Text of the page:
In this case you need to use the getInputDOMNode() wrapper function in order to get the underlying input's actual DOM element. But you can also use the getValue() convenience function that react-bootstrap provides for Input elements.

So your _handleDube function should look like:

  _handleDube: function(event) {
    DubeActionCreators.DubeTest({
      message: this.refs.message.getInputDOMNode().value,
      tax: this.refs.tax.getInputDOMNode().value,
      validity: this.refs.valid_for.getValue()
    });
  },

See this JSFiddle for a complete example: http://jsfiddle.net/mnhm5j3g/1/

  • Doesn't work. The getInputDOMNode() is coming up as undefined. – Raza Gill Feb 24 '15 at 7:40
  • It does work, I have added a JSFiddle to showcase an example. – julen Feb 24 '15 at 8:35
  • You are right, it does work. However, for some reason it doesn't work in my app, I'm going to accept the answer as it's the correct one though. Thanks – Raza Gill Feb 24 '15 at 17:05
  • 11
    The API changed in React, now the getDOMNode() above should read something like React.findDOMNode(this.refs.message).value. – julen Jun 2 '15 at 9:31
  • 2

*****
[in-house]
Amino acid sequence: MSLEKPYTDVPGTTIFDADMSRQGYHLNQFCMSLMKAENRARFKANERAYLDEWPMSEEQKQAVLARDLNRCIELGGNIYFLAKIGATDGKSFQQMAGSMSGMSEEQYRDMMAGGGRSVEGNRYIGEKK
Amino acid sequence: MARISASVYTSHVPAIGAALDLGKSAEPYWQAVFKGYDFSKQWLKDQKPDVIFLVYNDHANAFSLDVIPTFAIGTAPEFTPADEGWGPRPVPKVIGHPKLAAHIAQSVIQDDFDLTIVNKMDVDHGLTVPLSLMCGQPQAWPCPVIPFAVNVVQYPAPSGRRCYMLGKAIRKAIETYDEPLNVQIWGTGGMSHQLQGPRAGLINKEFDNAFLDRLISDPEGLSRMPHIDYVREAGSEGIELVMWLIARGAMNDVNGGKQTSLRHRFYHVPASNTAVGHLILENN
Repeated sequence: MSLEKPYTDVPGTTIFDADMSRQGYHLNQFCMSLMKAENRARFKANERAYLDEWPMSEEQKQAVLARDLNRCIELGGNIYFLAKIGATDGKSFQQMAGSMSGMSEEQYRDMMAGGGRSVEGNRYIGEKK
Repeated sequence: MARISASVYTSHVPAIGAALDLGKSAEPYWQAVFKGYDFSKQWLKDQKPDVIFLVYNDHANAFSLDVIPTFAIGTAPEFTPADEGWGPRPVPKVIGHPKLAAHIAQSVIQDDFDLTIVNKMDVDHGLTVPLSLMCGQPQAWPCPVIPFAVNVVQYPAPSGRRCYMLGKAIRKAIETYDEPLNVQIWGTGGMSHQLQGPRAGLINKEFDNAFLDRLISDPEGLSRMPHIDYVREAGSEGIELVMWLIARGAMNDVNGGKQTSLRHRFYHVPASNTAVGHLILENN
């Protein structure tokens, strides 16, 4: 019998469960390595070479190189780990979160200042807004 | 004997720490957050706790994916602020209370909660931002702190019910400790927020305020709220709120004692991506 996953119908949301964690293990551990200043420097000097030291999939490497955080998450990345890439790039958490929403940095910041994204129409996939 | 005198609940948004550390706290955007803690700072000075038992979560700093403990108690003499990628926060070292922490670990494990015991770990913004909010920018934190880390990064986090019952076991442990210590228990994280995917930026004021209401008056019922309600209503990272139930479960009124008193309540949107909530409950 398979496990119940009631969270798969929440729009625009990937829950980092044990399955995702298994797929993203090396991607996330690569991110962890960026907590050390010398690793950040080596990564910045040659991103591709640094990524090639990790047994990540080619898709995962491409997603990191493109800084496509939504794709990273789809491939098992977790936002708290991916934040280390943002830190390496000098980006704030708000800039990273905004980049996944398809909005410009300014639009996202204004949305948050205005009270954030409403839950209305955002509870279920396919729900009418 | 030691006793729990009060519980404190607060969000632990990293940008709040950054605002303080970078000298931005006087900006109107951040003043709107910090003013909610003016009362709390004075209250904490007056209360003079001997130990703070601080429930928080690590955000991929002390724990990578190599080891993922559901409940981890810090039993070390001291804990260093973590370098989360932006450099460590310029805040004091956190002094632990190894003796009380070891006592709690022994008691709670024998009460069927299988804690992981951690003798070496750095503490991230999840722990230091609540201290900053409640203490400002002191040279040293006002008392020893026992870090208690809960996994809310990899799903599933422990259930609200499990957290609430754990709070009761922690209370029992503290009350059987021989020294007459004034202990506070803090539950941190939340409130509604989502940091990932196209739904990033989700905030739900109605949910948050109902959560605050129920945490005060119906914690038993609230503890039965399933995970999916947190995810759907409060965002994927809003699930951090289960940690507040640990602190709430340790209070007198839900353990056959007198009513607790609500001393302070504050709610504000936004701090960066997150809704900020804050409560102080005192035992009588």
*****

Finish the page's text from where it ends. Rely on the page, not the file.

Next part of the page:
In React 15.2.1 this.refs.message.value seems to read the value. – samutamm Jul 24 '16 at 9:00
43

it's quite simple:

on the render method you should keep an eye on the bind(this)

<select onChange={this.yourChangeHandler.bind(this)}>
  <option value="-1" disabled>--</option>
  <option value="1">one</option>
  <option value="2">two</option>
  <option value="3">three</option>
</select>

and your handler is like:

yourChangeHandler(event){
  alert(event.target.value)
}
  • 13
    Bonus points for providing an answer without using refs – Raniz Mar 10 '16 at 14:30
  • 2
    Thanks, helped me a lot! :) – Vetterjack Apr 21 '17 at 10:04
  • 1
    This is the best way of doing that. – eden Jun 26 '17 at 19:31
  • For performance reasons, best to bind your callback in your component's constructor vs. inline like this. Per the docs. – Madbreaks Mar 16 '18 at 16:21
13

Make a function handleChange(). Then, put it in your render() like this:

<Input type="select" value="1" ref="valid_for" onChange={this.handleChange}>

And the function in the component:

handleChange: function(e) {